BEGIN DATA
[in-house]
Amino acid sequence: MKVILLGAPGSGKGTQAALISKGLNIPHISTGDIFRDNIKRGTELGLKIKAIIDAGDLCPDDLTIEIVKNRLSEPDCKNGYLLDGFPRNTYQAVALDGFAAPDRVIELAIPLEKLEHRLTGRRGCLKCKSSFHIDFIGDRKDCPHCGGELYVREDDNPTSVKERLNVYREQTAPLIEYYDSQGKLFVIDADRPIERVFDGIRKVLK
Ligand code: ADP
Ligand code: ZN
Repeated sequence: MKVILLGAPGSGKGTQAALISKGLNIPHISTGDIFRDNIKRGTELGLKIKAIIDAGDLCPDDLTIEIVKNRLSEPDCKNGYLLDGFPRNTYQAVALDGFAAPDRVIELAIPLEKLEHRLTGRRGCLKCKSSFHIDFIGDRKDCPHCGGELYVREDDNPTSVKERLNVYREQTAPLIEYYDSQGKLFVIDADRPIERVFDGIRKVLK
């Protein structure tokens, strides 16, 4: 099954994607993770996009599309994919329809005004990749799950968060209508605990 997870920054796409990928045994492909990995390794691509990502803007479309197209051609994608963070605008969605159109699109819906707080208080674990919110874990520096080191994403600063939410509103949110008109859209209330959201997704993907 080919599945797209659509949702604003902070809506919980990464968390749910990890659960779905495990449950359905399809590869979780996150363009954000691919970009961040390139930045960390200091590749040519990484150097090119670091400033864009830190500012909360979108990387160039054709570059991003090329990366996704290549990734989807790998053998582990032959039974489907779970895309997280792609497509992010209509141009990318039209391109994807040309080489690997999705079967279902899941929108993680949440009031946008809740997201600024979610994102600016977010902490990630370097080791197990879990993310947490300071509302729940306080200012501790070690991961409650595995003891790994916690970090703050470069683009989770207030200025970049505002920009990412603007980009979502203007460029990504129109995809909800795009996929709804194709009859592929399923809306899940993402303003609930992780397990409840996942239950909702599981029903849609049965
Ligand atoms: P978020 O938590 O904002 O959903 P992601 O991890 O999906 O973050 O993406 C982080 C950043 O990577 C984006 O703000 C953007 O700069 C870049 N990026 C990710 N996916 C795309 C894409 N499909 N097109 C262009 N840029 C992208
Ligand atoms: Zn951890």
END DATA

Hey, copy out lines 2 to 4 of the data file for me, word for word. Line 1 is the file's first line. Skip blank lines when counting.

Amino acid sequence: MKVILLGAPGSGKGTQAALISKGLNIPHISTGDIFRDNIKRGTELGLKIKAIIDAGDLCPDDLTIEIVKNRLSEPDCKNGYLLDGFPRNTYQAVALDGFAAPDRVIELAIPLEKLEHRLTGRRGCLKCKSSFHIDFIGDRKDCPHCGGELYVREDDNPTSVKERLNVYREQTAPLIEYYDSQGKLFVIDADRPIERVFDGIRKVLK
Ligand code: ADP
Ligand code: ZN